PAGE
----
The Artist’s Compass: An Interview with Philip Koch and Ramsay Barnes

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Baltimore-based artist Philip Koch has explored landscape painting for four decades. A member of the painting faculty at MICA, Koch frequently travels to the Northeast United States to paint in the same environments that inspired Edward Hopper, Winslow Homer, and the Hudson River School artists he admires.

“Each generation” says Koch “needs a new image of what our earth looks like in our time. There will always be a need for landscape painters to show us where we live.”

Koch’s work has been collected by thirteen American art museums. His national travelling exhibition, Unbroken Thread: The Art of Philip Koch organized by the University of Maryland University College, has travelled to eight art museums and centers from 2008-12. In addition, Koch has just recently exhibited a second solo show at the George Billis Gallery in New York (Dec.11, 2012 – Jan.19, 2013.)

Despite an extremely full dance card, Philip Koch is exhibiting a variety of works in a unique show titled The Artist’s Compass  at Baltimore Friends School’s Katz Gallery through February 15, 2013. Designed to inspire students and to create a complete view of an artist’s working process, The Artist’s Compass at Friends includes the artist’s drawings and sketchbooks, as well as works in oil. In preparation for the opening on Wednesday, January 16 from 6-7 pm, Phil Koch and Friends Art Faculty Ramsay Barnes agreed to an interview about the exhibit.

Cara Ober: How did this exhibit come about? What is unique or appealing about the location, gallery, and audience at the Katz Gallery?

Philip Koch: A few years ago Ramsay Barnes was in the MFA Program at MICA. While there he was my Teaching Intern for a year and did a great job helping me with some of my Drawing classes. I remember thinking he gave really clear, helpful feedback to the Drawing students. There’s an art to that. He’s now on the Faculty at Friends School and invited me to exhibit in their Katz Gallery.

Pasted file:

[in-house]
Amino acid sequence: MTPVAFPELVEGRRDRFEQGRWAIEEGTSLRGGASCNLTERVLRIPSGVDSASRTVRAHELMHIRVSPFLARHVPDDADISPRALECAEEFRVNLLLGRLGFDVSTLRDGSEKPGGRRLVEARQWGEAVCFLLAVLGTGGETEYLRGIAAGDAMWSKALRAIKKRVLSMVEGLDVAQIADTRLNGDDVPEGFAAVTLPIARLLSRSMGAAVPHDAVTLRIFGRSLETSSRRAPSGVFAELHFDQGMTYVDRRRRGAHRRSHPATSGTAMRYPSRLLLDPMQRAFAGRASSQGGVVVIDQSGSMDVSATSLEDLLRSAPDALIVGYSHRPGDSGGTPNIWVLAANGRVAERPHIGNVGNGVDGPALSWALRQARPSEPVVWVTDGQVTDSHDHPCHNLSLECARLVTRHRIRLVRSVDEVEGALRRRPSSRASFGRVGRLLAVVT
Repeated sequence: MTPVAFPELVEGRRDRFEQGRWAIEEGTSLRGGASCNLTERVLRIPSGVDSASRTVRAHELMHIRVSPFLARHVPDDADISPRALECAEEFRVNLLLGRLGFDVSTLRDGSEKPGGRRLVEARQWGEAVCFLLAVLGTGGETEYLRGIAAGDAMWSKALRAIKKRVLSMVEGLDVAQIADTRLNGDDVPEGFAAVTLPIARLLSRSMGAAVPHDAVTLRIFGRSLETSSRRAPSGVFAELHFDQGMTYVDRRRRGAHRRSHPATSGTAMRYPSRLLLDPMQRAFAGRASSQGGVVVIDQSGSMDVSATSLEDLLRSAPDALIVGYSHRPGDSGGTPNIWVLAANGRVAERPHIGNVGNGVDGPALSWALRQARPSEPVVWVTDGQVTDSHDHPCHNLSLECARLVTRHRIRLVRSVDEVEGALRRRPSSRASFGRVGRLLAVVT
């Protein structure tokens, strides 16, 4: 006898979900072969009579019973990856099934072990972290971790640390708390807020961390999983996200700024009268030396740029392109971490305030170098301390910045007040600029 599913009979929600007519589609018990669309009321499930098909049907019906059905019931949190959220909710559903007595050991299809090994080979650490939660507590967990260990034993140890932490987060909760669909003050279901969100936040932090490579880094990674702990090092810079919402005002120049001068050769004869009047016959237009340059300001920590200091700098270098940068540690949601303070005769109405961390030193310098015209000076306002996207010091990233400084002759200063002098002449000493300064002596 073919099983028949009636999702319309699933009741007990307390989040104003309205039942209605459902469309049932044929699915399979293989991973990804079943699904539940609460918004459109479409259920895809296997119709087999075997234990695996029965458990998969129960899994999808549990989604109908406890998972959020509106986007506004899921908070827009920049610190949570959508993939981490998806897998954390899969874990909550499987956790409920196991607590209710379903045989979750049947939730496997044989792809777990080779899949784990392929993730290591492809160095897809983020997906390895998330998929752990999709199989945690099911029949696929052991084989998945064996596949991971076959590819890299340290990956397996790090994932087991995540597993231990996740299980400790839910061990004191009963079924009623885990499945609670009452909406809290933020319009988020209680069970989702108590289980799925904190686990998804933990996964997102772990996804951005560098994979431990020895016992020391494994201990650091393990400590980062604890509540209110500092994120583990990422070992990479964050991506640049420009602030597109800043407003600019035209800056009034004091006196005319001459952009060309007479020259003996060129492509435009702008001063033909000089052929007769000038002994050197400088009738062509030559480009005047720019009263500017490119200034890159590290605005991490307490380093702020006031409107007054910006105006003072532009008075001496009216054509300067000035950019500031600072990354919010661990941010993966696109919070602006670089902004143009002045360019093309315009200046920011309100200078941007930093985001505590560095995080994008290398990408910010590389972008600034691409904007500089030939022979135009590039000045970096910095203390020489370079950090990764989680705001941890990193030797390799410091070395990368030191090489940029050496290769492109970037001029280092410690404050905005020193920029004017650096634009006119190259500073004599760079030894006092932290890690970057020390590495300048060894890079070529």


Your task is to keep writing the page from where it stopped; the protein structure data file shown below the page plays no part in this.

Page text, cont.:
Ramsay Barnes: Every year we invite a new artist or traveling exhibition to show in the Katz Gallery here at the Friends School of Baltimore. The Visual Arts Faculty researches and selects artists/shows that reflect the galleries philosophy, in short “a space for teaching and learning about art and artists.”

I can’t stress enough the learning aspect to Katz Gallery in the context within the FSB program. We have several enduring understandings and expectations for the artists in our program that visit the gallery, such as: “Artists engage their work and the work of others with hearts and minds prepared, cultivating their empathetic engagement with visual art in and beyond the classroom. Artists are inquisitive viewers and active listeners and are willing to share their work with a broader community.”

We utilize QR codes readable with any smart phone that link to our Katz Gallery Tumblr blog during every show to expand on the experience of the work for our students and the community. This resource is both designed by the artist and FSB Faculty. An example from this show would be when Philip is writing about the work “West from Monhegan” he references both two artists influences and connections, Rockwell Kent and George Bellows. We have links to works by those two artists so that our students can understand the references and dig deeper. Ben Roach, Visual Art Department Chair at FSB did and amazing job on the Gallery Tumblr blog for this show.

Cara: At this point, what is your relationship with the Friends School?

Philip: Being part of the Friends School art program is new to me. On the other hand, years ago when I was an undergraduate student at Oberlin College I used to attend Friends Meetings, so the culture there is a bit familiar to me.

Ramsay: I teach full time in the Upper School, Visual Art Department. This is my second year at Friends School. This year I’m teaching Painting, Drawing, Experimental Drawing, and Sculptural Forms.

Cara: Phil has been doing a LOT of exhibits recently, in museums and galleries all over the country. I’m surprised he had any work left for this exhibit! How did you select works for this show?